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 Post subject: Re: Remembering Charlton Heston
PostPosted: Fri Jun 13, 2014 11:53 am 
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That was a very well written article.

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 Post subject: Re: Remembering Charlton Heston
PostPosted: Sun Jun 22, 2014 4:19 am 
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Just found this brief but nice write-up remembering Mr. Heston :

"Charlton Heston is an axiom. He constitutes a tragedy in himself, his presence in any film being enough to instill beauty. The pent-up violence expressed by the somber phosphorescence of his eyes, his eagle's profile, the imperious arch of his eyebrows, the hard, bitter curve of his lips, the stupendous strength of his torso — this is what he has been given, and what not even the worst of directors can debase. It is in this sense that one can say that Charlton Heston, by his very existence and regardless of the film he is in, provides a more accurate definition of the cinema than films like Hiroshima mon amour or Citizen Kane, films whose aesthetic either ignores or repudiates Charlton Heston. Through him, mise-en-scène can confront the most intense of conflicts and settle them with the contempt of a god imprisoned, quivering with muted rage.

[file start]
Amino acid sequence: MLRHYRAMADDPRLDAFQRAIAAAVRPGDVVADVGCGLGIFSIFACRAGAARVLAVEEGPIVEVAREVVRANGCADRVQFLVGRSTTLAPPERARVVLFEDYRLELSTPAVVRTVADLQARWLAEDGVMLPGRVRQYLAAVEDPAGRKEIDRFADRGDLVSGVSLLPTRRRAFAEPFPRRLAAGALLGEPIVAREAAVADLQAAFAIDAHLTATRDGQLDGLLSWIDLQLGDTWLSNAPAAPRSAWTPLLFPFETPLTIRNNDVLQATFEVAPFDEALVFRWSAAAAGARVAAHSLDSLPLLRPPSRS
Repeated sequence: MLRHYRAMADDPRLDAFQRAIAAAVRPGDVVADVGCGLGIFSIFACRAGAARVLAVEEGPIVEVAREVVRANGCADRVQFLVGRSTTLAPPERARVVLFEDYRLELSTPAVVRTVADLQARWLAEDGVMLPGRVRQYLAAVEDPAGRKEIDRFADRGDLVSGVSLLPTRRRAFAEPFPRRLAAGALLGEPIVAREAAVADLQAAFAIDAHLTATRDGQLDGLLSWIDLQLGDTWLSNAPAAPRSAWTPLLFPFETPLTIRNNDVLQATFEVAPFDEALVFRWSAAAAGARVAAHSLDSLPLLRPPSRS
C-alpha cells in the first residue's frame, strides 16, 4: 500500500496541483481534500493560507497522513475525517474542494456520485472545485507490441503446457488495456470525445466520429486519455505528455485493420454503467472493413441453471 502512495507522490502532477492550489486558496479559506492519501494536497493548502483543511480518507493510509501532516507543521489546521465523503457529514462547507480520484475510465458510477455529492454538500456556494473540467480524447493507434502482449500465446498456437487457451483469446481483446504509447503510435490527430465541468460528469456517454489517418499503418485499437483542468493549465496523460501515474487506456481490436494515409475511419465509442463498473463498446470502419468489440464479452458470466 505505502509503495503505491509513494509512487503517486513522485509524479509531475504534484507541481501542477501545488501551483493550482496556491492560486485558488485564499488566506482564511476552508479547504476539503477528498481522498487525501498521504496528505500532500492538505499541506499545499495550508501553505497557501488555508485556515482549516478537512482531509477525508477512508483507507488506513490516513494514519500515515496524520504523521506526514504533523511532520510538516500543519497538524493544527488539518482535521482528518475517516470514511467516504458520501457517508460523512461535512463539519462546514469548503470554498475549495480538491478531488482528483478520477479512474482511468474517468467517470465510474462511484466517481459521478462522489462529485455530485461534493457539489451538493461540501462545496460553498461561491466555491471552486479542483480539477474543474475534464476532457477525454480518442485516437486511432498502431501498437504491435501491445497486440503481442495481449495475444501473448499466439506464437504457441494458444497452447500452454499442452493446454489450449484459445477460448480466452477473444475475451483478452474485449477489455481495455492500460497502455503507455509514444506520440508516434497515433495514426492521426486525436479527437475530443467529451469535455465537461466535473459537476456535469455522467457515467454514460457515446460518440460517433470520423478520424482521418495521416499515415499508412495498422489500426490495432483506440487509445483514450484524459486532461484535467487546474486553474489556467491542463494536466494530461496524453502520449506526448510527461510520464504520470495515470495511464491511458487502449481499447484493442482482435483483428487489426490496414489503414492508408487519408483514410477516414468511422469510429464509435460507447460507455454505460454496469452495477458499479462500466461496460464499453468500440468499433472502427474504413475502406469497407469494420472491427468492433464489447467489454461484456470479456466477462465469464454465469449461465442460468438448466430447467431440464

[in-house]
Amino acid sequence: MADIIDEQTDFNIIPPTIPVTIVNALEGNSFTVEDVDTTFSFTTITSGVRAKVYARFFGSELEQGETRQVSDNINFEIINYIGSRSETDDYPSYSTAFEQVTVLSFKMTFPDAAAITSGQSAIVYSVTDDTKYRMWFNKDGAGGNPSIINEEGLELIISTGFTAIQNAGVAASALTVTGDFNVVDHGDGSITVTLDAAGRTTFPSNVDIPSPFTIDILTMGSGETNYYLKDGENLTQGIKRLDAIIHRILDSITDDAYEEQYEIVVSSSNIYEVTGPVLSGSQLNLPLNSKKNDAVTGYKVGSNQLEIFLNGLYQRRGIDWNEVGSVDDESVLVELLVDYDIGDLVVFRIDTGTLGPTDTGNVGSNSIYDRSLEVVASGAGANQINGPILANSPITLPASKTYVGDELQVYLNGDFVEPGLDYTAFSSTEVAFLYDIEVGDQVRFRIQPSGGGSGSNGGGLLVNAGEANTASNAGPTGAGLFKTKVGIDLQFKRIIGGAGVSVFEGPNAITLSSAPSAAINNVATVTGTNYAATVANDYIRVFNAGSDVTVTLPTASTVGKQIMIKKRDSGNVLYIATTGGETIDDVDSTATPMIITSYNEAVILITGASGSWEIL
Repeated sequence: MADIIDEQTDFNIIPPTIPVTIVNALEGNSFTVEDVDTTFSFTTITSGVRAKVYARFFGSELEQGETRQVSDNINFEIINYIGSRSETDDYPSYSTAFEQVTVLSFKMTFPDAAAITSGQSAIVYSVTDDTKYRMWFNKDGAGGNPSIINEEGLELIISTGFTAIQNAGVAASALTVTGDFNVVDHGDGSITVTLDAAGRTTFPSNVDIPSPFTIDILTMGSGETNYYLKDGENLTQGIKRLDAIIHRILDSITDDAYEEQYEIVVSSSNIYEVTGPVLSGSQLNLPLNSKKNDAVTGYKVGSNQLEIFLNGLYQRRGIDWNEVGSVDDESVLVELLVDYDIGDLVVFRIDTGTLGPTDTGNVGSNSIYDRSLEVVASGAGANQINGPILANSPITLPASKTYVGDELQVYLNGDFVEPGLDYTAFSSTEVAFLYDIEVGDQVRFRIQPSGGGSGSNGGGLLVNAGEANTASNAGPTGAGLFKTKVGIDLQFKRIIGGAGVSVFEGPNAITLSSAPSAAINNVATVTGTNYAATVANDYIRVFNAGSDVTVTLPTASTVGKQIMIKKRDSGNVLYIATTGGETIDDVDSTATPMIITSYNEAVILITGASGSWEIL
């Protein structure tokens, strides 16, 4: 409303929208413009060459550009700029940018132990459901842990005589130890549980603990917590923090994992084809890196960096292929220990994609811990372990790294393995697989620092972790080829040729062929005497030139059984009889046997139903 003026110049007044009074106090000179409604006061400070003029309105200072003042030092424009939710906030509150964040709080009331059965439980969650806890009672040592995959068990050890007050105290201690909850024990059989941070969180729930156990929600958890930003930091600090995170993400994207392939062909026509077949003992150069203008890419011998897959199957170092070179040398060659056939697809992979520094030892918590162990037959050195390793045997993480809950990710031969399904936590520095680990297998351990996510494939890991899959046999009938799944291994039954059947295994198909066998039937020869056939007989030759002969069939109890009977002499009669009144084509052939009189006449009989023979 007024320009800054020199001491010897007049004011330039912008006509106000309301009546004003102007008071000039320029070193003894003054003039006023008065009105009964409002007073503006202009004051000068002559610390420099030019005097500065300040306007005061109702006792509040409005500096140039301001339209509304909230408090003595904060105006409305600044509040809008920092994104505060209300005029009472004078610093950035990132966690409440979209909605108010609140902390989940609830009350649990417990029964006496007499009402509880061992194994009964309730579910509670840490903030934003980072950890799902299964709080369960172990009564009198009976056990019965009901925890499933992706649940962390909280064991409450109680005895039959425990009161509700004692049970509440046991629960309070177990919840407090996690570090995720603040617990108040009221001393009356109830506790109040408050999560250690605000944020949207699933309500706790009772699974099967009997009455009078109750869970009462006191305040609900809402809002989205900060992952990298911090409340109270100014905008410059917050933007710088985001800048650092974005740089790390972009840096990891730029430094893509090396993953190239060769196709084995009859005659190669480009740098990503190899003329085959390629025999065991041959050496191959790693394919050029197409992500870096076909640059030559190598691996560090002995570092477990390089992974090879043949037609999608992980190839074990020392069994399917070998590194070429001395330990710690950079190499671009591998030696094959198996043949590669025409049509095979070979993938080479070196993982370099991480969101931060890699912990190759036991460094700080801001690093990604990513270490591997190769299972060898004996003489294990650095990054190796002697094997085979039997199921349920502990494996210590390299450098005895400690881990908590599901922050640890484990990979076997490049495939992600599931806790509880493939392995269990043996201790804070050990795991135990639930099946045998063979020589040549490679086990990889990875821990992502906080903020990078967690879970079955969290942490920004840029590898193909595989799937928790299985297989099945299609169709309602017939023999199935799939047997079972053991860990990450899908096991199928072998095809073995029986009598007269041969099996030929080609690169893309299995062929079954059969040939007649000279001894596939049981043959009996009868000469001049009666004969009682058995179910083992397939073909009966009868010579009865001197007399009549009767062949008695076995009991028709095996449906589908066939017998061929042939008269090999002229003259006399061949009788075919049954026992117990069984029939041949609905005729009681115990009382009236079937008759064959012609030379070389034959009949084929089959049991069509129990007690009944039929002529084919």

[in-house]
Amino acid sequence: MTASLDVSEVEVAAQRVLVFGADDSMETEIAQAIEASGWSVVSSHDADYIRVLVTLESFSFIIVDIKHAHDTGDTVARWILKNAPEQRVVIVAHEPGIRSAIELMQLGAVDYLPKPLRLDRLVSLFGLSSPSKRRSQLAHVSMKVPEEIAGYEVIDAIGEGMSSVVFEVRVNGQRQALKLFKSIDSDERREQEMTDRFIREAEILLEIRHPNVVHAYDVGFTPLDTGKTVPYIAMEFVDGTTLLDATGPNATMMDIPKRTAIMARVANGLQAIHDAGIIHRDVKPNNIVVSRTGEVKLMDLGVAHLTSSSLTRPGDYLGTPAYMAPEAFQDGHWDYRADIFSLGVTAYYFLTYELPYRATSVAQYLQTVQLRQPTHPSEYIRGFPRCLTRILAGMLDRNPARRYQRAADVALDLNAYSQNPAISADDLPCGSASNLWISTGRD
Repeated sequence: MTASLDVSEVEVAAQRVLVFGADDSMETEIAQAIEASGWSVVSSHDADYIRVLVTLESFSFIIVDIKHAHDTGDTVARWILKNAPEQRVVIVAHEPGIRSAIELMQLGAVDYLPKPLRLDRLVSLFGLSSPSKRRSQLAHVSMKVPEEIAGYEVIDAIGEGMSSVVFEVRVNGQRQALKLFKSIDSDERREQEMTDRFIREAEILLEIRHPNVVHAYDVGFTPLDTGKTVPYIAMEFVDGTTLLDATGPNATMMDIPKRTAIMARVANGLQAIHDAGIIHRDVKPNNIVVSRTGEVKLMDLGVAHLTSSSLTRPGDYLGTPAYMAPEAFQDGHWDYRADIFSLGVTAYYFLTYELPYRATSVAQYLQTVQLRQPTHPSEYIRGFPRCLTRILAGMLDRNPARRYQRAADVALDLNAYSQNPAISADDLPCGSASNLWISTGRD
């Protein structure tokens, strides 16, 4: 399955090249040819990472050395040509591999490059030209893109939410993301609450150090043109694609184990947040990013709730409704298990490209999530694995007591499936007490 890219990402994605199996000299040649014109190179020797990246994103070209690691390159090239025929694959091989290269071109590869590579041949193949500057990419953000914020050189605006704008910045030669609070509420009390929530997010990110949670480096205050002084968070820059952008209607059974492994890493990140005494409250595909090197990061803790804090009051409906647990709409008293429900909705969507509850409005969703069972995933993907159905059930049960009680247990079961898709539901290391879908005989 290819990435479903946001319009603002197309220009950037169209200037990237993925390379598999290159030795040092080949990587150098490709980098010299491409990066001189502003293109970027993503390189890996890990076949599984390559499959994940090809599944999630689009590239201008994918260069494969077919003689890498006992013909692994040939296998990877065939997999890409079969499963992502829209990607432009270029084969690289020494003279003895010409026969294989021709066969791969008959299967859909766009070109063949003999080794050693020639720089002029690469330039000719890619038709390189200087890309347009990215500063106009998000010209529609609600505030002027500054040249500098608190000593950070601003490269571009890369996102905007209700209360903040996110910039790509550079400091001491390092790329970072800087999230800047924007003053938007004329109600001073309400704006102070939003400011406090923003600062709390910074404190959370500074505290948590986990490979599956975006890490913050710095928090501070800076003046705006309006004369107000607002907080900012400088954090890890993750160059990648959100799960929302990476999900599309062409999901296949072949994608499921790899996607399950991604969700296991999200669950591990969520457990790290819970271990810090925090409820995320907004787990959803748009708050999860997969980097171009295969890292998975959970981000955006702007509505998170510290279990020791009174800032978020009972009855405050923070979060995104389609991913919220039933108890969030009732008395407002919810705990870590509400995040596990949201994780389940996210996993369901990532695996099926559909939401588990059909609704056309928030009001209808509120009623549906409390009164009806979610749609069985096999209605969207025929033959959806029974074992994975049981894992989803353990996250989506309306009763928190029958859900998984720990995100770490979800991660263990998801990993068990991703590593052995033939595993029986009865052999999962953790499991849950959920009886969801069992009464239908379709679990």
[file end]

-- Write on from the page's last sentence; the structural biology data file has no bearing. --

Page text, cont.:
— From In Defense of Violence, by Michel Mourlet, 1960


While I'm not sure I entirely agree with Mourlet (or even fully understand him), I certainly enjoy Heston's acting and films enough to acknowledge a glint of truth under the inflated praise. His "presence in any film" certainly makes the movie more entertaining, and he seemed to emerge from most of them unscathed by any of their failings. Jonathan Rosenbaum has suggested the same about Arnold Schwarzenegger, which is fitting. Before Tim Burton re-made (sorry, "re-imagined") Planet of the Apes, I had heard a rumor (or perhaps I had merely made a wish) that James Cameron was planning a remake with Schwarzenegger in Heston's role, which seemed entirely appropriate. In fact, Schwarzenegger is perhaps the only star who could survive such a film and the expectations placed upon it, regardless of its success or failure (see: Batman and Robin).